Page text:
This is my DIY antenna tracker.
Based on a Hammond metal box it includes everything necessary for video and telemetrie downlink reception.
The arm beside the patch antenna will hold a 5 elements Yagi for 868MHz later on.
The lower part of the box holds a 5V/2A power supply, a 12V/1A regulator and a part of the video receiver.
The upper part of the box holds the pan servo, video tuner module, the tracker controller board and the RSSI indicator.
The tracker controller is based on ATmega162 and FT232R. The board accepts control inputs from a PC by USB and uses the Pololu protocol for servo commands.
One serial input of the ATmega162 will connect to a Wi.232 moduleto receive telemetrie data and of course the aircrafts position. A second serial input can receive optional NMEA data from an external GPS module (not used for now).
By a jumper block the serial signals can be routed from and to the PC and/or the controller board to the Wi.232 mainly for use with a ground station software (MK-Tool, Mission cockpit) on the PC.
Actually the controller board can drive 4 servos but only two are in use. With 4 jumpers the servos can be inverted independently from software.
The connector front provides USB, video and audio, power input and a DIP switch to select the video channels.
In the following picture you see the top of the box without pan&tilt mechanic, only the pan servo output shaft is visible.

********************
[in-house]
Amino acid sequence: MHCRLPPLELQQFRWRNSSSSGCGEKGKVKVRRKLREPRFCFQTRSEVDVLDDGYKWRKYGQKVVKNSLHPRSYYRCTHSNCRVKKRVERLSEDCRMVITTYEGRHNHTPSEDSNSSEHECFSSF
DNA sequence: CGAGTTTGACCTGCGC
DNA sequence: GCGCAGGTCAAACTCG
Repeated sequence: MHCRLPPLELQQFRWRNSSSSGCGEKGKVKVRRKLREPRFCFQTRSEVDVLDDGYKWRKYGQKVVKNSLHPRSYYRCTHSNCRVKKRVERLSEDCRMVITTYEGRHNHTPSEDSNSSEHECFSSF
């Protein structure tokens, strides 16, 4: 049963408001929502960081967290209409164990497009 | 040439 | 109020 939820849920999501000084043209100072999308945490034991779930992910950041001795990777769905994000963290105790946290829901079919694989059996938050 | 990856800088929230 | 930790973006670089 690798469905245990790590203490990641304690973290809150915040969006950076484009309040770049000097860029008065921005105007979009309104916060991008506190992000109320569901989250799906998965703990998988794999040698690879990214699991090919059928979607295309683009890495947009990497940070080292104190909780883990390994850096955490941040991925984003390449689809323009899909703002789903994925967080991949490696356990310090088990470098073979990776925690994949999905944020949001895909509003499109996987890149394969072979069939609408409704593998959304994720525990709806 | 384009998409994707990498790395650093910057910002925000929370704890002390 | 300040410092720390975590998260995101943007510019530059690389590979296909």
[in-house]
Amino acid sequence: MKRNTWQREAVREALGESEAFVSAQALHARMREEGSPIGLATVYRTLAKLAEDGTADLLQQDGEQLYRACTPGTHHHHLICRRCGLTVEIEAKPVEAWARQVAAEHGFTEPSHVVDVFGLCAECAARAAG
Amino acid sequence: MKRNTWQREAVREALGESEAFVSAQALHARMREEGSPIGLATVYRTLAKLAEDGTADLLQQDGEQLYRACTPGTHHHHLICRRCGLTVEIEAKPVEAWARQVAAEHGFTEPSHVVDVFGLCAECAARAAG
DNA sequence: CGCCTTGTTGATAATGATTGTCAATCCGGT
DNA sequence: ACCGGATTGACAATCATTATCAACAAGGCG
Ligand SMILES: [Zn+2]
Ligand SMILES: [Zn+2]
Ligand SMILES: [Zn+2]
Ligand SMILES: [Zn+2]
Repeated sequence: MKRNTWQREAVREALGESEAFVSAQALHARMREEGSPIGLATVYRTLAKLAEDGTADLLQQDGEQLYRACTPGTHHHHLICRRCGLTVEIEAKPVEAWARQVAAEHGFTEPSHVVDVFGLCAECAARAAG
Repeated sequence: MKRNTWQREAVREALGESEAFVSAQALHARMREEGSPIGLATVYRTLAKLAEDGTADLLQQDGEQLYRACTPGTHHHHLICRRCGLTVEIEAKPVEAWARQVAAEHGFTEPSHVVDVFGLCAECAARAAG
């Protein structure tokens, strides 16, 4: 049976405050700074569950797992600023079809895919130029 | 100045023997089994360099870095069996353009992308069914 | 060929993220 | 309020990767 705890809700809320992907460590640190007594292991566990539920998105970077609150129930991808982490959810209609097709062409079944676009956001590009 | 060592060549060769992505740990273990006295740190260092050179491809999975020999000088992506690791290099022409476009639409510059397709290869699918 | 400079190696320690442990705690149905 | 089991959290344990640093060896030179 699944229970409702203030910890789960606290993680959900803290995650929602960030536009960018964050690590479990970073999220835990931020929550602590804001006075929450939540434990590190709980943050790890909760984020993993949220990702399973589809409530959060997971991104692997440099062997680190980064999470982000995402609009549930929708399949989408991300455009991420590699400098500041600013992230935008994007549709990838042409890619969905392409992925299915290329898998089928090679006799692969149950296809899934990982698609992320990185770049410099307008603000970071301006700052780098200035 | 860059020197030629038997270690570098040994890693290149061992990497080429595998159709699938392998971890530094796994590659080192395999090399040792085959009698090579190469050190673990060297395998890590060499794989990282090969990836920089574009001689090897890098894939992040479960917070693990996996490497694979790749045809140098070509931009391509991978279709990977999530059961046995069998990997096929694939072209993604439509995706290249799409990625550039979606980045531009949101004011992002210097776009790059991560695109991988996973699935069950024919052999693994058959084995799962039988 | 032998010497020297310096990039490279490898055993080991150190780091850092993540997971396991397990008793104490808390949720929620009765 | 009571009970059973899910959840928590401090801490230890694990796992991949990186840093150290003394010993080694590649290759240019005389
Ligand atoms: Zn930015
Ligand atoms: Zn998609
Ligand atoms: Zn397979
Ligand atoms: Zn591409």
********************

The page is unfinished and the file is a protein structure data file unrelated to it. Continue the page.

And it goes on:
The whole mechanical part is fixed by a M2.5 screw to the pan servo shaft. The round base plate takes the wheight of the tilt mechanic and prevents it from shaking. For easy moving I put some grease on the bottom of the base plate.
The pictures are showing also the cable routing for -90°-0°-+90° pan angle.
On one side of the tilt mechanic is a single ball bearing mounted, on the other side the servo output shaft has two ball bearings.
Also the counter weight, 220g of Lead, is visible.
A word about the servos: I’m using standard RC servos, size 41x41x20, with full metal gear and two ball bearings on the output shaft. The output shaft is from metal too.
Since a GPS data downlink is anyway necessary to operate the antenna tracker I thought showing some of the data would be nice.
So I upgrade the tracker with an LCD. Because the box is not that big and space is limited an LCD from a Nokia mobile phone was used. I had some displays from the 3310/6150 series laying around. With 84×48 pixel it gives a good 14×6 character display. That’s enough to show various data from the GPS.
After power ON the tracker is not calibrated and waits for GPS data from the aircraft. As long as calibration is not initiated the GPS data is just shown like above.
“S 09” means the number of sattelites used.